Fiction Contest Week Concludes on CIMSEC

By Dmitry Filipoff

During these past two weeks, CIMSEC ran fictional short stories submitted in response to our Short Story Fiction Contest, launched in partnership with the U.S. Naval Institute, as a part of CIMSEC’s Project Trident.

The CIMSEC-USNI call for short stories received a record-shattering 122 submissions, giving rise to a strongly contested competition. The top finishers were ultimately selected by our esteemed panel of judges, which included August Cole, David Weber, Larry Bond, Kathleen McGinnis, Peter Singer, and Ward Carroll. These finishers and top contenders were featured during CIMSEC’s Fiction Contest Week.

Authors artfully explored the future of maritime security and conflict, and hinted at the challenges and opportunities that lay just over the horizon. New warfighting concepts currently being tested by the Navy and Marine Corps were envisioned and thrust into the crucible of high-end warfighting. Artificial intelligence demonstrated immense capability as an asset, but also extreme liability as an experiment. Fast-paced combat scenes were complimented by the tedium of anxious anticipation. And the invisible scars of war were unearthed and made fresh again, while laying forward a path for personal redemption.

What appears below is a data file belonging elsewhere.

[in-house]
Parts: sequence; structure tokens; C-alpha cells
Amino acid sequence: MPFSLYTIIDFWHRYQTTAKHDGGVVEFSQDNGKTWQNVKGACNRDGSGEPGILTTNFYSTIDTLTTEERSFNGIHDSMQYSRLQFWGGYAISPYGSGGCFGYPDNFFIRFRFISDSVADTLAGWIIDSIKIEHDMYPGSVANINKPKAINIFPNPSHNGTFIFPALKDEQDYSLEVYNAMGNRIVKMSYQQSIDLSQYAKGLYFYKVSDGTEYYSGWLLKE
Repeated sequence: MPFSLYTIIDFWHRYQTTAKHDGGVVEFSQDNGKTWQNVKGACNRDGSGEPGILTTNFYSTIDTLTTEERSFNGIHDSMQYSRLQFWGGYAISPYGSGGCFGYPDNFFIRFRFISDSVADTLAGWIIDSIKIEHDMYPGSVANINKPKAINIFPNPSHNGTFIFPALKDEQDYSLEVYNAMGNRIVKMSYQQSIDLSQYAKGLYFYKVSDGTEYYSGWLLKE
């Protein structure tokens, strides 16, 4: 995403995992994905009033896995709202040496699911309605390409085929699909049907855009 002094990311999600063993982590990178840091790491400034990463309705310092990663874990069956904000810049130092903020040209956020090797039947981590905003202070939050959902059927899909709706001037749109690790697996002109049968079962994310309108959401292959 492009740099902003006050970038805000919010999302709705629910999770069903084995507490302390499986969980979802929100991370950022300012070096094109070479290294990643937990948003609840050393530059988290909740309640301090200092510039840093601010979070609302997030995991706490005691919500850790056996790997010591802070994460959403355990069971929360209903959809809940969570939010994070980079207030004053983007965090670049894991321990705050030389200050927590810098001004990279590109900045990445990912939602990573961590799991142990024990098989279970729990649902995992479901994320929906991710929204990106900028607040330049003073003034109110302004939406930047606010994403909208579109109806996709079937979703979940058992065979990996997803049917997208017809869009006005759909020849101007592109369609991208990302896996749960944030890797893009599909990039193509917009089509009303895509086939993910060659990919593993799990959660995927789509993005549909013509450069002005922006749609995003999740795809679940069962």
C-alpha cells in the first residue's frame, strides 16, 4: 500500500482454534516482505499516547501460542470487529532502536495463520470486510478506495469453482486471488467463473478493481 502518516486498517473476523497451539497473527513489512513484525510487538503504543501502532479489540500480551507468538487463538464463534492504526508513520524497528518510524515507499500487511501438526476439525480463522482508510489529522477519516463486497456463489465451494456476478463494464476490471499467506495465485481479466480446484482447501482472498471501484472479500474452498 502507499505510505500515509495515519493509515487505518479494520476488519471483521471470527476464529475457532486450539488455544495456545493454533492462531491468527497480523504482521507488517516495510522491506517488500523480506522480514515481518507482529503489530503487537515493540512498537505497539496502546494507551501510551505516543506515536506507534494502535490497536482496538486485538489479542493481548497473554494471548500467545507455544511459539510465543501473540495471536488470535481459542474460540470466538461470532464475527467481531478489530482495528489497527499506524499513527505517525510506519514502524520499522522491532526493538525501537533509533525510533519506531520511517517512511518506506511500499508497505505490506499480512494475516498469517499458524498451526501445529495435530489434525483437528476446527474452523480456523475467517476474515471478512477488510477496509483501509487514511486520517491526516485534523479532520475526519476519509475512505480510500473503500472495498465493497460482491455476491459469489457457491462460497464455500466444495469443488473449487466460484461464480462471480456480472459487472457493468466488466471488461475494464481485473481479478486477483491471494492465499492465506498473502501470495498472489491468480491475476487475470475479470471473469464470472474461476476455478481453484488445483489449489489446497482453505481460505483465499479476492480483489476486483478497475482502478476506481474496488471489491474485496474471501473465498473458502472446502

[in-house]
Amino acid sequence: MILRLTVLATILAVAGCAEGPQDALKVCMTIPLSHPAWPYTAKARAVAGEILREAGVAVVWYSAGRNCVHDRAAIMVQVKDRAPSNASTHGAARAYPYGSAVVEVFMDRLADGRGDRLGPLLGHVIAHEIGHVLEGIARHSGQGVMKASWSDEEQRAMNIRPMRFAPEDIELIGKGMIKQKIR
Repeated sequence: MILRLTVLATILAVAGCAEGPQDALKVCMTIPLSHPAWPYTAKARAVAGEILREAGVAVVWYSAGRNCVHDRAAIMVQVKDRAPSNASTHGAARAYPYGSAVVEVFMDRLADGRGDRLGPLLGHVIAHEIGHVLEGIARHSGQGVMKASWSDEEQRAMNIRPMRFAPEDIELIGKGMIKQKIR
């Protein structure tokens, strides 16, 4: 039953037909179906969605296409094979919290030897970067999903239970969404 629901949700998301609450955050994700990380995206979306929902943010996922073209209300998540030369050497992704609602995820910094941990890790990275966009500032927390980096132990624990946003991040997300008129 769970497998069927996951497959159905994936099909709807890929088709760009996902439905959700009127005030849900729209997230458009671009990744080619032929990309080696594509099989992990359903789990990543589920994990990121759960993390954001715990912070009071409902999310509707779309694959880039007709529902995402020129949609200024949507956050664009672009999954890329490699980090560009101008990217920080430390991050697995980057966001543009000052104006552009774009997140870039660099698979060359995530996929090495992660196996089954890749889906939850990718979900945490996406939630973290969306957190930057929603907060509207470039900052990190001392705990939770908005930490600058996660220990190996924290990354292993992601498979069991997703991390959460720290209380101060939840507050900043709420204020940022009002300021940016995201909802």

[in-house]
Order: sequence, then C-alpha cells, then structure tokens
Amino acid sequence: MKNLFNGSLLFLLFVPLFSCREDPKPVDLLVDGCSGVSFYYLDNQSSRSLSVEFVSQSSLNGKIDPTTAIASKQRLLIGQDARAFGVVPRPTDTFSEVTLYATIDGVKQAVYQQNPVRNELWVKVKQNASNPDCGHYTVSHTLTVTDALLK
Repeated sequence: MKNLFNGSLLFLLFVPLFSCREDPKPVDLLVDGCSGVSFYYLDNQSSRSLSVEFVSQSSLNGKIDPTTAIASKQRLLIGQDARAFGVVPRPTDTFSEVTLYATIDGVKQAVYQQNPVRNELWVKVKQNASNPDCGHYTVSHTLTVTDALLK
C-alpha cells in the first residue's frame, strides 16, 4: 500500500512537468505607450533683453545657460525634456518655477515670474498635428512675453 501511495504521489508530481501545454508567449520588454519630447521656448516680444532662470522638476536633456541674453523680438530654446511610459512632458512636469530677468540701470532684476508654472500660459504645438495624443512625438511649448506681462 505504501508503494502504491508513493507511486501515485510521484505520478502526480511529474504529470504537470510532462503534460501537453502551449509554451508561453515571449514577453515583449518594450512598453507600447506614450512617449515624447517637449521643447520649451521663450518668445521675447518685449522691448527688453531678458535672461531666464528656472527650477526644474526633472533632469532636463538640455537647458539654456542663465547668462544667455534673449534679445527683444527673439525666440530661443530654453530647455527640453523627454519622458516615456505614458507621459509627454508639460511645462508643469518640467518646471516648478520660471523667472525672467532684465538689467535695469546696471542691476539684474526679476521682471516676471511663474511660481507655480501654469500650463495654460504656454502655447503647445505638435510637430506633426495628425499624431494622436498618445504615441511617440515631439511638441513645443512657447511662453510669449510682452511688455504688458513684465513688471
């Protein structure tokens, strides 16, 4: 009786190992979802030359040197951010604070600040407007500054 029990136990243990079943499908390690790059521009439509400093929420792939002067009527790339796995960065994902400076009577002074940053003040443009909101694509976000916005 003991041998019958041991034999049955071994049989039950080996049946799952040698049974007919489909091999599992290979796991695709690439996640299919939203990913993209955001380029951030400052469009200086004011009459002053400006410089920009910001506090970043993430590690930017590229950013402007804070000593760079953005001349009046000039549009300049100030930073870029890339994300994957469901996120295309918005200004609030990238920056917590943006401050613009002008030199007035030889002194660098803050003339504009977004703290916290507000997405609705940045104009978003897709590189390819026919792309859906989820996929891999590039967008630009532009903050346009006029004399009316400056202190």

Below are the top finishers and stories that featured during CIMSEC’s Fiction Contest Week. We thank the judges, our partners at USNI, and all submitting authors for their excellent contributions.

1st Place: Crowdfunded,” by Sergeant Major Mike Burke, U.S. Marine Corps (ret.), and Major Nicholas Nethery, U.S. Army

“She had shanghaied Lance Corporal Javon Hadley to be her RO after he was caught selling pirated combat footage inside the battalion. Civilians the world over could livestream combat operations in real time, thanks to the efforts of war pornographers, who worked throughout combat zones under the pretext of ‘journalism.’ Hadley had hacked some popular streams and offered them to his buddies at an extremely reduced rate. Naturally, the first sergeant wanted the young lance corporal to be set on fire, hacked to pieces, and his remains processed into rubber dog crap. Recognizing talent when she saw it, Forrestal had gone to bat for him, earning herself an ass chewing from both the first sergeant and her captain—but also a new RO. She didn’t win any points with the company commander, but she had with the grunts.”

2nd Place: Black September,” by Mike Barretta

“Hoplite chased a loose nuke. The Western response to the limited Indo-Pak nuclear exchange was swift. Coalition nuclear forces promised massive retaliation on the next government that used a nuclear weapon. Despite the support of the United States, the remnants of the Pakistani civilian government collapsed and a deeply aggrieved military ruled from underground bunkers. Coalition Special Forces moved swiftly to seize surviving Pakistani nuclear weapons lost in the chaos.”